Analysis

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Last Reviewed on May 18, 2020, by eNotes Editorial. Word Count: 866

Plainwater is best understood as a collection: it groups together a series of shorter works by Anne Carson, both poetry and prose, and unites them in an order which allows them to illuminate one other. When viewed as a collective, it is possible to identify themes and motifs which recur...

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Plainwater is best understood as a collection: it groups together a series of shorter works by Anne Carson, both poetry and prose, and unites them in an order which allows them to illuminate one other. When viewed as a collective, it is possible to identify themes and motifs which recur across the work in Plainwater, enabling the reader to gain a better understanding of the constituent parts.

For example, “Canicula di Anna” seems a poem deliberately crafted to confuse upon first perusal. Viewed in hindsight, however, after reading part 5 of the collection, the reader begins to question whether the titular Anna might actually mirror Anne Carson herself, and whether the fraught relationship Anna endures with her father is intended as a fictionalized echo of the one that exists between the speaker of part 5 and her own father.

Anne Carson is a classicist, and this is clear in Plainwater, as it is in many of her other works, such as Autobiography of Red. The first section of Plainwater discusses the ancient Greek poet Mimnermos and alludes to numerous Greek myths and legends. It sets out, in a form familiar to classicists and historians of the ancient world, a number of fragments of poetry, which Carson then goes on to analyze and discuss in essay format. Carson is here creating for, and presenting to, the reader a number of “incomplete” poems that show snatches of a person, or of a thought, without being sufficient to eradicate ambiguity. She then explores in her essay why this can make it very difficult to understand the thoughts of a historical figure, however hard we may try to force them into a frame of reference we understand.

As the book progresses, however, Carson makes it clear that this is not a problem only encountered when attempting to plumb the minds of those long dead. On the contrary, the interviewer’s statement that they only “wanted to know” Mimnermos seems to foreshadow the feelings of the speaker in part 5 as she struggles with adjusting to her father’s descent into dementia. A man who had once said very little, he now begins to speak frequently, to write his condemnation on his daughter’s poetry, and to embrace disorder where he had once loved its opposite. Now that the father no longer recognizes his own daughter—perceiving her instead as alien, as “that woman”—the daughter yearns to know what her father was thinking all those years when his mind was still orderly, but when he kept his thoughts to himself.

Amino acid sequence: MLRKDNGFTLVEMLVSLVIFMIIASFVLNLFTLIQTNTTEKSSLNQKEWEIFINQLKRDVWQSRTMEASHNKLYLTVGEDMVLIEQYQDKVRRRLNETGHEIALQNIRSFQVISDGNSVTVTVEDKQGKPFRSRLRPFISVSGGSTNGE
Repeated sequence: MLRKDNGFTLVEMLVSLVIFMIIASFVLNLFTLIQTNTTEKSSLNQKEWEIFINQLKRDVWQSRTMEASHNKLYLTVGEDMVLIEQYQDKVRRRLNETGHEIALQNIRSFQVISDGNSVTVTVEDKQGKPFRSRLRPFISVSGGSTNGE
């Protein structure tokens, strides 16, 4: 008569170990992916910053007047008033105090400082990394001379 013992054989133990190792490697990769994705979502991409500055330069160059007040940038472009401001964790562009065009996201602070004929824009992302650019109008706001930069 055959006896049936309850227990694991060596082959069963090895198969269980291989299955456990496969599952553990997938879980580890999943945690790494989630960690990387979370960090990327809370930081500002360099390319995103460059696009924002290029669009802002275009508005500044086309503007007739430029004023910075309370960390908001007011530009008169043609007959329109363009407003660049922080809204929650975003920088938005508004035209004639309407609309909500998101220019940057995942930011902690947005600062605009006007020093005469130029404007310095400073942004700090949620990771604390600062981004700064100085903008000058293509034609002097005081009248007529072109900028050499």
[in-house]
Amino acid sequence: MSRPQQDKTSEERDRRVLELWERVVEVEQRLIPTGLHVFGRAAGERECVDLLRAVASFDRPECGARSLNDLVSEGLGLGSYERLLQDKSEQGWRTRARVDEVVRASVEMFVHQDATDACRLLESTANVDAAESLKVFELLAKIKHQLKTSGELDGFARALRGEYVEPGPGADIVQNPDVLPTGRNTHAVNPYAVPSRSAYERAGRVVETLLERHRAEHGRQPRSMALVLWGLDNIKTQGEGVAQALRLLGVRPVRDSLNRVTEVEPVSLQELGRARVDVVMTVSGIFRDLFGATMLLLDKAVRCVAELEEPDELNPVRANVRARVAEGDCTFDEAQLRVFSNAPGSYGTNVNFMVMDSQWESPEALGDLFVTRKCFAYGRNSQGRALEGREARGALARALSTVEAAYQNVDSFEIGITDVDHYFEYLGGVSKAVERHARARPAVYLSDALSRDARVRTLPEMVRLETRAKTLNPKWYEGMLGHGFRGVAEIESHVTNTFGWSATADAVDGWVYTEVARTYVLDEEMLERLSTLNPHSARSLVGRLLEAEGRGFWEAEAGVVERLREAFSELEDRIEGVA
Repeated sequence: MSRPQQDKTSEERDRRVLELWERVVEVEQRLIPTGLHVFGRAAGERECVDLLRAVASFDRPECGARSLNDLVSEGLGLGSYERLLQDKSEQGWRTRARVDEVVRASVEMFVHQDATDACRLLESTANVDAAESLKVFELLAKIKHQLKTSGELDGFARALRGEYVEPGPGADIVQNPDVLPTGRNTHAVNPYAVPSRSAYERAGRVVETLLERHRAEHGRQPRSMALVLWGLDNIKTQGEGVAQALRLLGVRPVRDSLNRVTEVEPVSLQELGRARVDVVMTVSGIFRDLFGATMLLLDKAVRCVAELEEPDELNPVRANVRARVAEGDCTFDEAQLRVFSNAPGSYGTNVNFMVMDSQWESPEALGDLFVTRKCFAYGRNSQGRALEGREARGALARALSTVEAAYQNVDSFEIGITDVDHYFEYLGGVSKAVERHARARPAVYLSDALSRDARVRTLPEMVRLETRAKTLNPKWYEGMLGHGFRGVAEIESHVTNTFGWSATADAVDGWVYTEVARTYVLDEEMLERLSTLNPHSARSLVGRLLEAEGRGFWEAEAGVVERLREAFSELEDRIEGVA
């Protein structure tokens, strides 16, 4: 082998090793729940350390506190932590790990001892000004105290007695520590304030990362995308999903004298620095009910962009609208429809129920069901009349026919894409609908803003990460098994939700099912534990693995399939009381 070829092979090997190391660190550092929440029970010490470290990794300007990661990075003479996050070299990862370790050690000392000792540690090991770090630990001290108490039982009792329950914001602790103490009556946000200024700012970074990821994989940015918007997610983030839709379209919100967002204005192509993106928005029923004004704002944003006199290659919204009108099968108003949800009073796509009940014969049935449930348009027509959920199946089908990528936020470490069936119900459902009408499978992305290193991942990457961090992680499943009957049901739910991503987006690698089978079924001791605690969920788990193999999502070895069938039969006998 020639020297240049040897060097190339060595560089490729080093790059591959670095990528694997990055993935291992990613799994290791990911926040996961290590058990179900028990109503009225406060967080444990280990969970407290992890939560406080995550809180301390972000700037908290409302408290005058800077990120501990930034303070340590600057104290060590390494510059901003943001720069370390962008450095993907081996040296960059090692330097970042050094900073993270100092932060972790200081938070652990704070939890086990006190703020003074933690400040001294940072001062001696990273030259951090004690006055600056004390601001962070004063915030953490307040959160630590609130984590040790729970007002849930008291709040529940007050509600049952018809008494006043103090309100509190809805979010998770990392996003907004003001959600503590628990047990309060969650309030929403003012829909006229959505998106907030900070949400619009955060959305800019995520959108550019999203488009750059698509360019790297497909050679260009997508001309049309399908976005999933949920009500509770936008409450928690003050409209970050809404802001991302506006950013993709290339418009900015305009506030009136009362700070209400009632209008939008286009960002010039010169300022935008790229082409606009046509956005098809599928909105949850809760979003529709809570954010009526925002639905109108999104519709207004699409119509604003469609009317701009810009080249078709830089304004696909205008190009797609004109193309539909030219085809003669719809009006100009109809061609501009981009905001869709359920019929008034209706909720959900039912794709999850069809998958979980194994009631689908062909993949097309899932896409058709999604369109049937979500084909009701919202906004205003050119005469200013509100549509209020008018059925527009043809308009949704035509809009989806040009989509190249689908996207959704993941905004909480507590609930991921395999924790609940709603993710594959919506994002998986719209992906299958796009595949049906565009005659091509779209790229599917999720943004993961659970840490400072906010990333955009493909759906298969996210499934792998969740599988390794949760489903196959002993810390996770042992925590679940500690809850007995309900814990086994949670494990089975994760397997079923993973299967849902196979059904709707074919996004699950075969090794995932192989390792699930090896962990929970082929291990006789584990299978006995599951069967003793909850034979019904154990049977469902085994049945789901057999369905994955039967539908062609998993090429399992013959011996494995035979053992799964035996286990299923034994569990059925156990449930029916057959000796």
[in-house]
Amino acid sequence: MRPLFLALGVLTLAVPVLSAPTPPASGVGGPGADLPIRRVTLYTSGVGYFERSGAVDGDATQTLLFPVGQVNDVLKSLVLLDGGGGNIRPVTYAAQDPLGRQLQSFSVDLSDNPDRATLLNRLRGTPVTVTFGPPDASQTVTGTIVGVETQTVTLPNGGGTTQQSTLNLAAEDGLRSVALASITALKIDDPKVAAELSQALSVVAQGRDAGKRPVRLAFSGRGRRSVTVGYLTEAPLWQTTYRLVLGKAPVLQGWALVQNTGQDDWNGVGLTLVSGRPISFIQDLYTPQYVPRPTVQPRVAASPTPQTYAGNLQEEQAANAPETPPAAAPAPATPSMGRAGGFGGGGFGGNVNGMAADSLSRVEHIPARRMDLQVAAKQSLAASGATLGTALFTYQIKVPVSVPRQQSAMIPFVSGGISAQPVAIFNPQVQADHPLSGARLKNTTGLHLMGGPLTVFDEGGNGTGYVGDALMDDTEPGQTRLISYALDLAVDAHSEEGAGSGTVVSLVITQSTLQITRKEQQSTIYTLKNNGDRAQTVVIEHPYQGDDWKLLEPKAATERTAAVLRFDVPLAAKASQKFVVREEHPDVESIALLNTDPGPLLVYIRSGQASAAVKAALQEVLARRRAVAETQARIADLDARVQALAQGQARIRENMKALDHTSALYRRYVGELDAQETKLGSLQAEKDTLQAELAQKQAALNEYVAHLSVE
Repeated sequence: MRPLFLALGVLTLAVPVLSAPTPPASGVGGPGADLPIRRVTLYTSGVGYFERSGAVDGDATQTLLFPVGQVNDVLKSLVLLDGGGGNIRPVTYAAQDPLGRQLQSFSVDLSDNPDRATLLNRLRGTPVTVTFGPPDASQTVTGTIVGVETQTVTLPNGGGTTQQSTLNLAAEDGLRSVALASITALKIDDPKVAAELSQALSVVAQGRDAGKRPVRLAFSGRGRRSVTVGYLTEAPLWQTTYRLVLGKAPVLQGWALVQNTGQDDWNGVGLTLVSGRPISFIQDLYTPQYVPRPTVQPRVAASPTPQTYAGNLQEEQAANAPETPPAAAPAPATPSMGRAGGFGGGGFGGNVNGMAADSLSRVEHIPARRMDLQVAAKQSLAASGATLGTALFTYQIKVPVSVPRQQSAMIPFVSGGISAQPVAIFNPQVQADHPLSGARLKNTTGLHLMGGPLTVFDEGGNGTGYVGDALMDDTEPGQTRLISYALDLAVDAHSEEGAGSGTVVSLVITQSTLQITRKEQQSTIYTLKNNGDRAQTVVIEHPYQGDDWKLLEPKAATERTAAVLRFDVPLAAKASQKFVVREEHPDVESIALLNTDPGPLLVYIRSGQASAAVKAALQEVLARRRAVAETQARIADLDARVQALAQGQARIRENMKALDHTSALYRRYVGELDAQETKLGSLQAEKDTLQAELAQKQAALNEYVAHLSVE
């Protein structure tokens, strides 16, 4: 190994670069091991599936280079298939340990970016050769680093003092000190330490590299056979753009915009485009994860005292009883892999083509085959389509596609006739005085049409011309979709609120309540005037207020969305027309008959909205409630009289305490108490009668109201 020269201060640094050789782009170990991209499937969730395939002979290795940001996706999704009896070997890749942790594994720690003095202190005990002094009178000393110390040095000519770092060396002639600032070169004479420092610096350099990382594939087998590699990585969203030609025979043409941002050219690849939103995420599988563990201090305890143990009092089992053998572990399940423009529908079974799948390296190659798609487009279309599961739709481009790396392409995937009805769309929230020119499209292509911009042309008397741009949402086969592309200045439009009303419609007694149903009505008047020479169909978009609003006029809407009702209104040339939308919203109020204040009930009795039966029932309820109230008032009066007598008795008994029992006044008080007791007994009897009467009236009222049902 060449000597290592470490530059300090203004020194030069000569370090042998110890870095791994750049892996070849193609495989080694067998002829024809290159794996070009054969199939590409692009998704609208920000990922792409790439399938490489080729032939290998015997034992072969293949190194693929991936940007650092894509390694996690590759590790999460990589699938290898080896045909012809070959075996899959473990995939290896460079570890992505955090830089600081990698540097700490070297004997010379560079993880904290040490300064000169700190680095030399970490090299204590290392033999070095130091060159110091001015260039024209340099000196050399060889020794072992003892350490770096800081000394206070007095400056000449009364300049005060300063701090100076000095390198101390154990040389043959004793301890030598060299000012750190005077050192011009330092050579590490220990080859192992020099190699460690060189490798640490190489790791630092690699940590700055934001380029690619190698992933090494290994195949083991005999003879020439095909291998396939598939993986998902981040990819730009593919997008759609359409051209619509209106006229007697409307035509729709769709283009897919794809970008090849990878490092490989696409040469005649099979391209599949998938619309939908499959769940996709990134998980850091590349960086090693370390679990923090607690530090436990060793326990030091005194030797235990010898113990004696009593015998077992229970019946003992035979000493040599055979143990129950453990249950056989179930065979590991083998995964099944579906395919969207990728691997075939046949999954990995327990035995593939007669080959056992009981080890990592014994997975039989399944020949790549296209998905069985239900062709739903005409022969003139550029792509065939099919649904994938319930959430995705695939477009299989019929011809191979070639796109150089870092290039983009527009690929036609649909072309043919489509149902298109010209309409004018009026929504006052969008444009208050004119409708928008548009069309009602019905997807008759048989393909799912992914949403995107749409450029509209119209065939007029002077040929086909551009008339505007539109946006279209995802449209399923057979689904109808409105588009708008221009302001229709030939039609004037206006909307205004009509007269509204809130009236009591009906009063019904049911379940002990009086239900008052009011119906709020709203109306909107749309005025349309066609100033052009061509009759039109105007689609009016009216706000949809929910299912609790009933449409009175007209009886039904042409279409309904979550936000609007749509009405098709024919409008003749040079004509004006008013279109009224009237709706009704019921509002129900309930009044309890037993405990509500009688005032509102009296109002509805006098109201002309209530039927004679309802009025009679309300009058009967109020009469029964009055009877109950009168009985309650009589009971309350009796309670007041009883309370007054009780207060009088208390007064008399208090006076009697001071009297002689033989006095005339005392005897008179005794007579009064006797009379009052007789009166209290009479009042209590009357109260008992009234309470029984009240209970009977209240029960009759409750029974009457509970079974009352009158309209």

The speakers in Plainwater seem to encounter this difficulty with most of the men they encounter. The speaker’s brother, in part 5, did not deem his sister worthy of his interest until she was an adolescent, at which point she was praised for her intelligence, but still largely silenced, expected to listen to him rather than share her own thoughts. Later, the brother seems to disappear, and the speaker is forced to imagine his thoughts for him. The final section of the book imagines the brother as a lonely swimmer with only a cat for company. It is the attempt of the speaker to make sense of a person she evidently never felt she fully knew.

Another man in the book, the Emperor, is similarly mysterious, despite the fact that, unlike the speaker’s father, he rarely stops talking. He is eager to share his own intelligence, learning, and interests—but the speaker, although she loves him, appears to view that love as almost abhorrent, a confusing thing which never should have happened to her. She is uncertain about the Emperor’s views on women, given his fixation on concubinage in China, and she approaches his sexuality and his amorous feelings for her “anthropologically” and with detachment. As she begins to fully explore her own femininity, she comes to recognize that the Emperor is interested in her masculinity, too; he is not a clear-cut, dominant male. He wants instead to be sexually submissive to the speaker, even as he studies the history of women as objects.

In Plainwater, Carson wanders experimentally from one form of writing to another: the fragmentary poem gives way to the analytical essay, which is then succeeded by the “short talk,” and then the lengthy narrative poem. In part 3, Carson settles on a consistent poetic form throughout, but its notable feature—that of ending every line of each poem with a period, interrupting the flow of the sentence—is a highly unusual one that forces the reader to move very slowly through the pieces, parsing each poem carefully.

Carson does not wish to encourage enjambment, or the easy digestion of ideas. Rather, it seems that she wishes to force the reader to think and to struggle with the underlying assumption that time is linear or that poems and narratives have definitive interpretations. The component parts of this book do have their own meanings, but these meanings shift depending on the order in which the sections are read and how the reader relates them to each other. Plainwater is a book that defies categorization or simple understanding; rather, the collection rewards rereading and the acceptance of complex, even unanswerable, questions.

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